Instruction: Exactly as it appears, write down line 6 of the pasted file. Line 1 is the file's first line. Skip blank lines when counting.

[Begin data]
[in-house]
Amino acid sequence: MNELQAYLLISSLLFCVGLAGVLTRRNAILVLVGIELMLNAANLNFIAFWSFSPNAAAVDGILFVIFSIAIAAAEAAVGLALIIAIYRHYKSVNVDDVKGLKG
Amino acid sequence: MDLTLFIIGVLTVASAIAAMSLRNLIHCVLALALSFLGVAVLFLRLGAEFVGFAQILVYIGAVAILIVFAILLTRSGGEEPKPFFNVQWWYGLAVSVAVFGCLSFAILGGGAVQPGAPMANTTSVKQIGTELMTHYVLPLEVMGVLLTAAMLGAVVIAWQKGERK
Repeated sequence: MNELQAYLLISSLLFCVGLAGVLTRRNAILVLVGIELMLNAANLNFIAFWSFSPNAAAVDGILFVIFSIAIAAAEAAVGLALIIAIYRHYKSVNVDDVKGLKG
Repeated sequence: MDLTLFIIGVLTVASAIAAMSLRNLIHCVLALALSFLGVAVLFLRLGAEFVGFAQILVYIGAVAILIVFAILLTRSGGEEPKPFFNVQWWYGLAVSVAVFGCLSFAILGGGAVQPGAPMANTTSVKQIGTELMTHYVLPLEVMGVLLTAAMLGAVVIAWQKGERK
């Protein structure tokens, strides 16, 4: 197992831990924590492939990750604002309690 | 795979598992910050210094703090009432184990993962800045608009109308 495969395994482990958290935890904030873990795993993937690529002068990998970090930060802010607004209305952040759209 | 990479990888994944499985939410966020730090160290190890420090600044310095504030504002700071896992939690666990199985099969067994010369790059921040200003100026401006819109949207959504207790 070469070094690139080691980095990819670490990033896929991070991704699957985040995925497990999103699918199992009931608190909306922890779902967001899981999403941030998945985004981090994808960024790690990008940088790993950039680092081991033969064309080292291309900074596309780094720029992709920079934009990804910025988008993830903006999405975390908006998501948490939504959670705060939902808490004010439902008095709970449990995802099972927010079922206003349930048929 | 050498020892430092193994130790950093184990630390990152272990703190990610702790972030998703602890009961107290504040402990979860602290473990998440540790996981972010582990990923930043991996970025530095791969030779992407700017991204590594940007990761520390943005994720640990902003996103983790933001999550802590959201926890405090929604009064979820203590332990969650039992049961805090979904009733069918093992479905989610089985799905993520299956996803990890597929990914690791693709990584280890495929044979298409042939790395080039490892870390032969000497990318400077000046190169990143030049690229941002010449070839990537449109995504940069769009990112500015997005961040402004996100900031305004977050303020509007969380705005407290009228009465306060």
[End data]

């Protein structure tokens, strides 16, 4: 197992831990924590492939990750604002309690 | 795979598992910050210094703090009432184990993962800045608009109308 495969395994482990958290935890904030873990795993993937690529002068990998970090930060802010607004209305952040759209 | 990479990888994944499985939410966020730090160290190890420090600044310095504030504002700071896992939690666990199985099969067994010369790059921040200003100026401006819109949207959504207790 070469070094690139080691980095990819670490990033896929991070991704699957985040995925497990999103699918199992009931608190909306922890779902967001899981999403941030998945985004981090994808960024790690990008940088790993950039680092081991033969064309080292291309900074596309780094720029992709920079934009990804910025988008993830903006999405975390908006998501948490939504959670705060939902808490004010439902008095709970449990995802099972927010079922206003349930048929 | 050498020892430092193994130790950093184990630390990152272990703190990610702790972030998703602890009961107290504040402990979860602290473990998440540790996981972010582990990923930043991996970025530095791969030779992407700017991204590594940007990761520390943005994720640990902003996103983790933001999550802590959201926890405090929604009064979820203590332990969650039992049961805090979904009733069918093992479905989610089985799905993520299956996803990890597929990914690791693709990584280890495929044979298409042939790395080039490892870390032969000497990318400077000046190169990143030049690229941002010449070839990537449109995504940069769009990112500015997005961040402004996100900031305004977050303020509007969380705005407290009228009465306060």